Thames Water imposes hosepipe ban but still can’t fix leaks

Soaking it up: Thames Water’s hosepipe ban comes into force next week

Flood warnings one day, a hosepipe ban the next… That’s the reality in Croydon in the climate crisis.

Thames Water this morning confirmed what had been widely expected after two months of drought that has seen the source of the River Thames run dry: a hosepipe ban across London and much of southern England affecting 15million customers, to come in to force from next Wednesday, August 24.

The announcement drew criticism of the private company that’s making millions from running a public utility, with City Hall figures blaming Thames Water for its continuing failure to deal with its leaky infrastructure.

Under the ban, using a hosepipe to water gardens or to clean cars will no longer be allowed, except by businesses and farmers.

Sarah Bentley, the chief executive of Thames Water who last year received £2million in salary and bonuses, said the ban had been a “very difficult decision”.

Leaky: Thames Water’s Sarah Bentley

Bentley said, “After months of below-average rainfall and the recent extreme temperatures in July and August, water resources in our region are depleted.

“Customer demand is at unprecedented levels and we now have to move into the next phase of our drought plan to conserve water, mitigate further risk and future-proof supplies.”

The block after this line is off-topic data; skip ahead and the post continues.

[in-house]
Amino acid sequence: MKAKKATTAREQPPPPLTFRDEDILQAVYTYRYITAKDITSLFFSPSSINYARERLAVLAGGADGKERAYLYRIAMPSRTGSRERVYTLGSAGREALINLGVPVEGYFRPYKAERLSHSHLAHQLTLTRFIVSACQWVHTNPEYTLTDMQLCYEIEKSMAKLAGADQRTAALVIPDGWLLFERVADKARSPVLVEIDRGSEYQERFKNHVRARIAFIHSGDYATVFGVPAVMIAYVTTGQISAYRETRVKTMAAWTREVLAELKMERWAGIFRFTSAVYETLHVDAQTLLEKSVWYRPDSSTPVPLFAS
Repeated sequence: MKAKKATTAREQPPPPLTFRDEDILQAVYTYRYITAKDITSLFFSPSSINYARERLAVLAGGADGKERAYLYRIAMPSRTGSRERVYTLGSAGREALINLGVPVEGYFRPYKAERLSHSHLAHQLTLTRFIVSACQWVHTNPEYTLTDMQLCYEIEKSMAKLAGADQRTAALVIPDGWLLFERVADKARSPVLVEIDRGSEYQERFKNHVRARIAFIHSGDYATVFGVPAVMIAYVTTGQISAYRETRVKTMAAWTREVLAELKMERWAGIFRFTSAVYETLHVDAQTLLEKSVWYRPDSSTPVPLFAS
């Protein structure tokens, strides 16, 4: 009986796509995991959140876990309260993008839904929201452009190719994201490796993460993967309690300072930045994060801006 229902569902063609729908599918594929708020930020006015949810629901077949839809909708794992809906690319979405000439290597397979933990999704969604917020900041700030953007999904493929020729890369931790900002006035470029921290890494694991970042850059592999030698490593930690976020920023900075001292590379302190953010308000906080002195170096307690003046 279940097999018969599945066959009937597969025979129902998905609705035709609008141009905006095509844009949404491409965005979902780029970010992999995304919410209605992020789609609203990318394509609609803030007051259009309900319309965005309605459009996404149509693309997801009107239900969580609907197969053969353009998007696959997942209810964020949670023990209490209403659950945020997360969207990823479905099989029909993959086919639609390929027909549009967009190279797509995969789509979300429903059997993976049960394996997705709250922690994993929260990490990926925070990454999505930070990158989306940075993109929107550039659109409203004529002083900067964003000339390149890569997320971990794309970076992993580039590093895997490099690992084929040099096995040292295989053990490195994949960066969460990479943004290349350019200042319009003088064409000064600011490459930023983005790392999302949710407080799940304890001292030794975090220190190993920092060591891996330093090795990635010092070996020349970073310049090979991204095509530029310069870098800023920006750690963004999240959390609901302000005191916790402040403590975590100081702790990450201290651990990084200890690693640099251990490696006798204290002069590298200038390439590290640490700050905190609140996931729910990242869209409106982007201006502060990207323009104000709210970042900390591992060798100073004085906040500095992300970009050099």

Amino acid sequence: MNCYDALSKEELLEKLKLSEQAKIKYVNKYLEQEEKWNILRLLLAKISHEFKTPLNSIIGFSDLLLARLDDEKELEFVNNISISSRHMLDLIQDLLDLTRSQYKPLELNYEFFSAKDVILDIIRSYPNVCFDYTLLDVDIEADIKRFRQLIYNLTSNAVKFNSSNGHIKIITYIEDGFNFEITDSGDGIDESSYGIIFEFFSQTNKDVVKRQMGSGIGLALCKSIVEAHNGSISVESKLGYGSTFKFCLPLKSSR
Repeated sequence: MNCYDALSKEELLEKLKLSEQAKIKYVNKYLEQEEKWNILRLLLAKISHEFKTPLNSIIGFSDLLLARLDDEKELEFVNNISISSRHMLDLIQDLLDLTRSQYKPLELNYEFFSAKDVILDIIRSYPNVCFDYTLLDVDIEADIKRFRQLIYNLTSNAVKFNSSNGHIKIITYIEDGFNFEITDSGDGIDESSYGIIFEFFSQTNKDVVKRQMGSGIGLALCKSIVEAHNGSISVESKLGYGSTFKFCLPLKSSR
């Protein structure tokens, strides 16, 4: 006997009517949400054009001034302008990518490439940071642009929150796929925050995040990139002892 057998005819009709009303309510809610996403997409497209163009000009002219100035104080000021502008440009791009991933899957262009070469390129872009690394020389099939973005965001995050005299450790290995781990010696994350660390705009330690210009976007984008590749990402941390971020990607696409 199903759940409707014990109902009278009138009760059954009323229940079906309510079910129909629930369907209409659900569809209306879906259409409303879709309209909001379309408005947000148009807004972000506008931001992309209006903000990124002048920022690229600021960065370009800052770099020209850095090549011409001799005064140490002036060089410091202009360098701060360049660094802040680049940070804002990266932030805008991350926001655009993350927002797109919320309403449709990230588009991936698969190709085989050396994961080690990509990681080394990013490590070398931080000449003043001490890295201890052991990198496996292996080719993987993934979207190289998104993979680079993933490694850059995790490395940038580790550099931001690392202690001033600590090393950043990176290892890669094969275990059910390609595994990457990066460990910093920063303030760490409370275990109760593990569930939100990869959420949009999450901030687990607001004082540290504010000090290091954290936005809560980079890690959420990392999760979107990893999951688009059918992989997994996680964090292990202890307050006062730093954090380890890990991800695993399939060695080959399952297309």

But Leonie Cooper, Labour’s environment spokesperson at the London Assembly, said, “Serious questions should also be asked of Thames Water, who have failed to properly tackle the problem of hundreds of millions of litres of water being lost per day due to leaky pipes.

“The Thames Water desalination plant at Beckton, which is meant to kick into action in times of drought, is currently inoperative, and there are even questions about whether it has ever worked at all.

“On top of this, Thames Water bosses are receiving millions in bonuses. It’s not right that customers should face restrictions when water companies have failed to take the urgent action needed.”

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News, views and analysis about the people of Croydon, their lives and political times in the diverse and most-populated borough in London. Based in Croydon and edited by Steven Downes. To contact us, please email
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